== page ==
Condition: In terms of appearance, the locomotive is in reasonably good condition. Mechanically, the locomotive is believed to be nearly operable. It could be made operable with suitable overhaul.
Recommendation: This is exactly the type of heavy-duty, main line motive power, in this instance specifically passenger motive power, that the Steamtown collection should emphasize. The NPS should document in much more detail the operational history of this locomotive, and through photographs and Boston and Maine Mechanical Department records, should thoroughly explore changes made in the locomotive during its history. Extensive search for photographs of this particular locomotive in service should be a part of the study. The study should include a complete assessment by mechanical authorities of the locomotive's mechanical condition. The report should recommend the period to which the locomotive should be restored and repainted, and based on mechanical condition, whether to restore it to operable condition and to operate it for excursion trains or special movements. It should ascertain whether the locomotive ever received the red and mustard/gold striping and speedlining documented on sister locomotives Nos. 3712 and 3714. It should be restored to operation if feasible. When not in service, it should be exhibited indoors, protected from the weather.
Armitage, Al. "Boston and Maine Locomotive No. 3710 [measured drawing]." Railroad Model Craftsman, Vol. 25, No. 2 (July 1956): cover, iii.
"Boston and Maine 4-6-2 [measured drawing of No. 3712]." Model Railroader, Vol. 13, No. 4 (Apr. 1946): 266-268.
"Boston and Maine No. 3712 [measured drawing]." Model Railroader, Vol. 17, No. 5 (May 1950): 60.
Boston & Maine Railroad, WANT YOUR NAME ON THIS LOCOMOTIVE? AN OPPORTUNITY FOR THE YOUTH OF NEW ENGLAND. (Single-page promotional flyer, published by the Boston and Maine Railroad, ca. 1937.) In the Steamtown Foundation files.
Cook; Richard J. Super Power Steam Locomotives. San Marino: Golden West Books, 1966: 7, 8, 21, 42, 43, 100, 101.
Frye, Harry A. Minuteman Steam: Boston & Maine Steam Locomotives, 1911-1958. Littleton: Boston & Maine Railroad Historical Society, Inc., 1982: 124-142, 158, and especially 125, 140-142. [This excellent motive power history is a principal source on this locomotive.]
Guide to the Steamtown Collection. Bellows Falls, Vt.: Steamtown Foundation, n.d. (ca. 1973).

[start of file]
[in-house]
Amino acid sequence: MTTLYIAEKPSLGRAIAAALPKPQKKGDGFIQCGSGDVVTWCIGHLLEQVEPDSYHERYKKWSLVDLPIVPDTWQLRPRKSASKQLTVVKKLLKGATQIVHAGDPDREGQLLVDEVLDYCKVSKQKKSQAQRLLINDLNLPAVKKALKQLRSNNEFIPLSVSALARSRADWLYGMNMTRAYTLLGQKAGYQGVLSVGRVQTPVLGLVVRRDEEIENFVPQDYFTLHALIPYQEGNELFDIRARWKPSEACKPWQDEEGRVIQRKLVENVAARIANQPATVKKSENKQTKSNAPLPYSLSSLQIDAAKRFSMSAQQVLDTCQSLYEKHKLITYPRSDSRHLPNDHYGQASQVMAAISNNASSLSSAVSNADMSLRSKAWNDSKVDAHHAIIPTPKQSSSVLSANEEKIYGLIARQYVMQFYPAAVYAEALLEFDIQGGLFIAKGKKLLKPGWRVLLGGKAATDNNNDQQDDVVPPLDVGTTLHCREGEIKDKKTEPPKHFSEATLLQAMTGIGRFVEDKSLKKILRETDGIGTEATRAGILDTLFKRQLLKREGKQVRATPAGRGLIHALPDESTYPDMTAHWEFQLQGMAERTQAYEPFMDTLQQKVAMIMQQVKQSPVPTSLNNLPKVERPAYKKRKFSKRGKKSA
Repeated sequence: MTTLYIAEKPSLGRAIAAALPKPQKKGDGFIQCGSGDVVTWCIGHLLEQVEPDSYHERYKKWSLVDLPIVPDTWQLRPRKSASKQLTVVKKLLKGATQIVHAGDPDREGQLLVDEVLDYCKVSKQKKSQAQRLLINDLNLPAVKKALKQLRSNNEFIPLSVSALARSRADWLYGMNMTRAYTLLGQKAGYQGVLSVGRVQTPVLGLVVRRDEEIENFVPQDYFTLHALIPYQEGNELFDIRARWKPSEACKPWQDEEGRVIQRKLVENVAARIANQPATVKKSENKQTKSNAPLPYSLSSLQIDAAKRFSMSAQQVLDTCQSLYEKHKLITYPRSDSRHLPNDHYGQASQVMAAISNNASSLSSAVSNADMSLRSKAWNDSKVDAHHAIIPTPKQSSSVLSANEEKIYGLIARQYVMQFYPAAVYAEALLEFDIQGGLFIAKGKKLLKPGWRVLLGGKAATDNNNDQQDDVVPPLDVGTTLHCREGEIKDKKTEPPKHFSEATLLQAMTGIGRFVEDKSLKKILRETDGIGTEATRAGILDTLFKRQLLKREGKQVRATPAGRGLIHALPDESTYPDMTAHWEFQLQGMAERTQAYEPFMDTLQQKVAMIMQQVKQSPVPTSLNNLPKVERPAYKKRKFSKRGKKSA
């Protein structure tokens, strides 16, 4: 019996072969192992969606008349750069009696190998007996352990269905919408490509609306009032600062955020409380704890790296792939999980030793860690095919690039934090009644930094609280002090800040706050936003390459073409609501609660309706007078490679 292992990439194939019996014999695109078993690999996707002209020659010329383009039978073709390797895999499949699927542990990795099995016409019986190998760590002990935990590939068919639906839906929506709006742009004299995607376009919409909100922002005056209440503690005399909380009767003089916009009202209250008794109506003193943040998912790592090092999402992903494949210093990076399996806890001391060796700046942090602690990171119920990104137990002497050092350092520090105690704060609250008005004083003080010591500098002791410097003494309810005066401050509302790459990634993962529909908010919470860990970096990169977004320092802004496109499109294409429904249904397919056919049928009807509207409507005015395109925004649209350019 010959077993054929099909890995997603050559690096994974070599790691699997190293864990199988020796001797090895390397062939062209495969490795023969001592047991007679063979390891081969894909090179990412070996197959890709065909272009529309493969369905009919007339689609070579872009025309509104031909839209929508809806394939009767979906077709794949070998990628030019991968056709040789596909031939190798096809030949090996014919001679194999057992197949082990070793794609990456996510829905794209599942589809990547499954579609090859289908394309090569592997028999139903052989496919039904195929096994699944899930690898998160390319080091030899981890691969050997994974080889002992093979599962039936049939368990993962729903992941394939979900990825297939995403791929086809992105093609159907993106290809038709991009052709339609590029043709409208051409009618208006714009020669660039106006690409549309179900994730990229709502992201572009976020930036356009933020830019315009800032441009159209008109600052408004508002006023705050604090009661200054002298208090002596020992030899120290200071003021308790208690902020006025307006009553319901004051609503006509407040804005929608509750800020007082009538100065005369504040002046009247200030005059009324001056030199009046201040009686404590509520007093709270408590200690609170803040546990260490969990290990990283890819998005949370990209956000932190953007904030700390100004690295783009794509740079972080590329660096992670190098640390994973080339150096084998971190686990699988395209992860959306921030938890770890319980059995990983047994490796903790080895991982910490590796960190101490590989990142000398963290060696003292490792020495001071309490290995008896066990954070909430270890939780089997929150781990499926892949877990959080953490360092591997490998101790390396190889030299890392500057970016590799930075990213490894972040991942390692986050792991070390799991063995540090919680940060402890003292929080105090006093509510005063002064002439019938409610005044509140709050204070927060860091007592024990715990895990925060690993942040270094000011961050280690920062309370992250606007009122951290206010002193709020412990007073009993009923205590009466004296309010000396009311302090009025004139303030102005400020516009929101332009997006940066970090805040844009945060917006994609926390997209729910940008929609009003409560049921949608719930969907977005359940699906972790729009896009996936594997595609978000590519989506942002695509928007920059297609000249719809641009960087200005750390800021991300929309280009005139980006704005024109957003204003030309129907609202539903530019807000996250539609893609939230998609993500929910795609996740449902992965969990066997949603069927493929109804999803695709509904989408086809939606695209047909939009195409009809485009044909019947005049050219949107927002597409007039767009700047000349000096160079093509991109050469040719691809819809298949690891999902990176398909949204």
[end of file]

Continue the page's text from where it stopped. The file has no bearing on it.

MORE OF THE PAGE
Harlow, Alvin F. Steelways of New England. New York: Creative Age Press, 1946.
Hastings, Philip Ross. The Boston and Maine: A Photographic Essay. n.p.: Locomotive and Railway Preservation, 1989. [Disappointingly, although Hastings photographed No. 3713, not one of his photographs of that locomotive appears in this book.]
"High Green" column, Boston and Maine Railroad Magazine, Vol. 26, No. 3 (May-June-July 1958). [Item on upcoming move of Locomotive No. 3713 to Edaville.]
Johnson, Ron. The Best of Maine Railroads. South Portland: Author, 1985: 120.
Jones, Robert Willoughby. Boston and Maine; Three Colorful Decades of New England Railroading. Glendale: Trans-Anglo Books, 1991: No data on Locomotive No. 3713, but on pp. 50 and 86 color photos of No. 3712 and on p. 51 of 3714 all with colorful red and mustard-gold lettering and striping which may have been used on No. 3713 also.
Kyper, Frank. "Yes, It Was 'The Constitution.'" The Railroad Enthusiast (Winter-Spring 1971): 27-28.
________. "The Boston and Maine's Existing Steam Locomotives--Intentional and Otherwise!" B&M Bulletin, Vol. 2 (Mar. 1973): 10-14.
Lima Locomotive Works. Builder's photo card of Locomotive No. 3710, with specifications for series 3710-3714 on reverse. In Steamtown collections.
Lima Locomotive Works. "Specification Card for Locomotive No. 3713." Dec. 21, 1934. In the Steamtown Foundation files.
Locomotive Cyclopedia of American Practice. 12th ed. New York: Simmons-Boardman Publishing Corp., 1944:171. [Builder's photograph of No. 3710 with specifications.]
McCall. "Pinnacle of the Pacifics--Boston & Maine's P4 Locomotives." B&M Bulletin, Vol. 17, No. 3, n.d. : 14-35.
Neal, Robert Miller. High Green and the Bark Peelers: The Story of Engineman Henry A. Beaulieu and his Boston and Maine Railroad. New York: Duell, Sloan and Pearce, 1950: 161-165. [A description of a trip on P-4-b No. 3715 in service on a suburban (commuter) train of wooden coaches.]
"Retired Boston and Maine Equipment on Exhibit at 'Pleasure Island.'" Boston and Maine Railroad Magazine, Vol. 27, No. 4 (July-Aug. 1959): 16, 17.
3713, the Pacific Locomotive exhibited at the Museum of Science, Boston. Boston: Museum of Science, n.d. [A six-panel folder about the locomotive.]
Twombly, L. Stewart, and Robert E. Chaffin. "Post-1911 B&M Steam Roster--Part XI." B&M Bulletin, Vol. 6, No. 1 (Fall 1976): 34.
Last Updated: 14-Feb-2002